Dairy products such as cheese (not processed options like cheese-whiz), milk and preferably high protein, low fat unsweetened yogurt, can be consumed moderately as part of a healthy diet. These food items are rich in protein, fats, vitamins, and minerals vital for health, but they are not the only option.

Whether it is a matter of preference, lifestyle choice or contraindication because of an intolerance or allergy, you may choose to select dairy alternatives. One should exercise cognizance when purchasing these alternatives, however, and choose plant-based milks that are unsweetened or lower in added sugars, higher in protein and fortified with vitamins and minerals. Some milk options such as almond, oat and rice milks tend to have negligible quantities of nutrients like protein.

When thinking about optimizing health, it is best to take a macro perspective and focus on moderation, diversity and consuming whole foods and less processed foods while not necessarily moralizing and eradicating certain foods from your diet unless deemed by health or lifestyle choice.

 

 

 

 

References

 

A., & Bordoni, A. (2017). Dairy products and inflammation: A review of the clinical evidence. Taylor & Francis. Retrieved January 16, 2022, from https://www.tandfonline.com/doi/full/10.1080/10408398.2014.967385

Can milk and dairy products cause cancer? Cancer Research UK. (2021, November 3). Retrieved January 16, 2022, from https://www.cancerresearchuk.org/about-cancer/causes-of-cancer/cancer-myths/can-milk-and-dairy-products-cause-cancer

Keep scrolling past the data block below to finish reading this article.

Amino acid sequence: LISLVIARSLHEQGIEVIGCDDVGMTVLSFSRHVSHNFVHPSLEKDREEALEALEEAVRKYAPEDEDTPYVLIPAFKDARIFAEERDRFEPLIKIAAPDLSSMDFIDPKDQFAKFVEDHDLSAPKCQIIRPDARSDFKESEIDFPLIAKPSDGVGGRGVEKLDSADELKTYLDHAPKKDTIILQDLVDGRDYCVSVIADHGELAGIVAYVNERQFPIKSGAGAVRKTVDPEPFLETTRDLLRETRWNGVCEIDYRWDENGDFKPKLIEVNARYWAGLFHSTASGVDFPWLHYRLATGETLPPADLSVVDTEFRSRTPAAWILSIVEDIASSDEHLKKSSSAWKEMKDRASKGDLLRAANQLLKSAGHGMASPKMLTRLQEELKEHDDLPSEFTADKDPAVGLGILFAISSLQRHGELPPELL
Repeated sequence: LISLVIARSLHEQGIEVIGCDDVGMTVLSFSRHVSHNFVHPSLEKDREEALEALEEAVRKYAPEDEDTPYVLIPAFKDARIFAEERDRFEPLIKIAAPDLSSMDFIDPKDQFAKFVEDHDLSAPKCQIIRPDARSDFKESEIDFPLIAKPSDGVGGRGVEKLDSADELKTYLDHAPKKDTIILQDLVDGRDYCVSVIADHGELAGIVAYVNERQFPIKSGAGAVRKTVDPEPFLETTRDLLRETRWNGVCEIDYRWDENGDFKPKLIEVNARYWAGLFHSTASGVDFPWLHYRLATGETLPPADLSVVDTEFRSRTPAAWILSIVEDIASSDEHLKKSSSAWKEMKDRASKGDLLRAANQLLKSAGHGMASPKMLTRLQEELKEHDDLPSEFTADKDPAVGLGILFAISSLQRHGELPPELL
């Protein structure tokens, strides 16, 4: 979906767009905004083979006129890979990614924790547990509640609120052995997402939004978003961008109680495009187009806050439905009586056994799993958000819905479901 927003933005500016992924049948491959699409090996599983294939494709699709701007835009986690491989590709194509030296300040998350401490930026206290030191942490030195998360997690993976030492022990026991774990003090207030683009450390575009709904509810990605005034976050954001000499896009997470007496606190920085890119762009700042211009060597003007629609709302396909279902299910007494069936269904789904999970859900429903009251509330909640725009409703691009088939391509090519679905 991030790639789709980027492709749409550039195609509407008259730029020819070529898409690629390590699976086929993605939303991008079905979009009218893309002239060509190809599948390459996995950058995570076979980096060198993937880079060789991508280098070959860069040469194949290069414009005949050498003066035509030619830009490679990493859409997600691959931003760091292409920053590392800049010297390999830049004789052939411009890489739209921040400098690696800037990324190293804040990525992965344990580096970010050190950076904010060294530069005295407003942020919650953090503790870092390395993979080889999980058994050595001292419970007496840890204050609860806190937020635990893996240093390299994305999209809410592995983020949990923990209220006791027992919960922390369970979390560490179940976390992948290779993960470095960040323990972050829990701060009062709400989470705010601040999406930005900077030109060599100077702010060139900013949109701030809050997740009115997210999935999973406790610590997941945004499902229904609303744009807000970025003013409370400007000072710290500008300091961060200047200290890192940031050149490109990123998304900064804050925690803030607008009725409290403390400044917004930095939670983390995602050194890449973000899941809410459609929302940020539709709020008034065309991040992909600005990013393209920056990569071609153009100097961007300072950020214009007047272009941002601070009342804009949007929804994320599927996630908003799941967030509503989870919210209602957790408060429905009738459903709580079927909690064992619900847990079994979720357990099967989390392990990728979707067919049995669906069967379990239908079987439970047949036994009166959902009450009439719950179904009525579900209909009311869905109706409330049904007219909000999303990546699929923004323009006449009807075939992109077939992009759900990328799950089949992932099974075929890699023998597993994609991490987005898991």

Cook, J. (2021, October 28). Is dairy good for you? Consumer Reports. Retrieved January 16, 2022, from https://www.consumerreports.org/nutrition-healthy-eating/is-dairy-good-for-you-a8446697344/

Health concerns about dairy. Physicians Committee for Responsible Medicine. (2021). Retrieved January 16, 2022, from https://www.pcrm.org/good-nutrition/nutrition-information/health-concerns-about-dairy

Poppitt, S. D. (2020, January 1). Cow’s milk and dairy consumption: Is there now consensus for Cardiometabolic Health? Frontiers. Retrieved January 16, 2022, from https://www.frontiersin.org/articles/10.3389/fnut.2020.574725/full#h7

Stines, Y. (2021). Is milk bad for arthritis? Verywell Health. Retrieved January 16, 2022, from https://www.verywellhealth.com/milk-and-arthritis-pros-cons-and-recommendations-5090207#citation-11

Van de Heuval, E. G. H. M., & Steijn, , J. M. J. M. (2018). Dairy products and Bone Health: How Strong is the Scientific Evidence? Retrieved January 16, 2022, from https://www.cambridge.org/core/services/aop-cambridge-core/content/view/3387593447B20D7AA60E722574E18D66/S095442241800001Xa.pdf/dairy_products_and_bone_health_how_strong_is_the_scientific_evidence.pdf

Wallace, T. C. (2020). Dairy intake and bone health across the lifespan: A systematic review and expert narrative. Taylor & Francis. Retrieved January 16, 2022, from https://www.tandfonline.com/doi/full/10.1080/10408398.2020.1810624

Kerr, M. (2020, June 17). Milk allergies: Types, symptoms, and treatment. Healthline. Retrieved January 16, 2022, from https://www.healthline.com/health/allergies/milk#symptoms